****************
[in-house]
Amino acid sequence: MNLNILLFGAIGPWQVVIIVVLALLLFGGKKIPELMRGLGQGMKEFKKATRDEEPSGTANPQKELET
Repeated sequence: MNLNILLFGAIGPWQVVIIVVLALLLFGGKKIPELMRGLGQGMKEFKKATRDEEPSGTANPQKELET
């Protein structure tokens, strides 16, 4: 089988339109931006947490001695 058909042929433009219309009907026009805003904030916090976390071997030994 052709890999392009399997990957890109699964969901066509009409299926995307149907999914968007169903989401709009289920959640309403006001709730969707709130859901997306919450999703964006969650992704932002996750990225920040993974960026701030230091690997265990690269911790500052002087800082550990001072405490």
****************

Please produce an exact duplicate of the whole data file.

[in-house]
Amino acid sequence: MNLNILLFGAIGPWQVVIIVVLALLLFGGKKIPELMRGLGQGMKEFKKATRDEEPSGTANPQKELET
Repeated sequence: MNLNILLFGAIGPWQVVIIVVLALLLFGGKKIPELMRGLGQGMKEFKKATRDEEPSGTANPQKELET
């Protein structure tokens, strides 16, 4: 089988339109931006947490001695 058909042929433009219309009907026009805003904030916090976390071997030994 052709890999392009399997990957890109699964969901066509009409299926995307149907999914968007169903989401709009289920959640309403006001709730969707709130859901997306919450999703964006969650992704932002996750990225920040993974960026701030230091690997265990690269911790500052002087800082550990001072405490």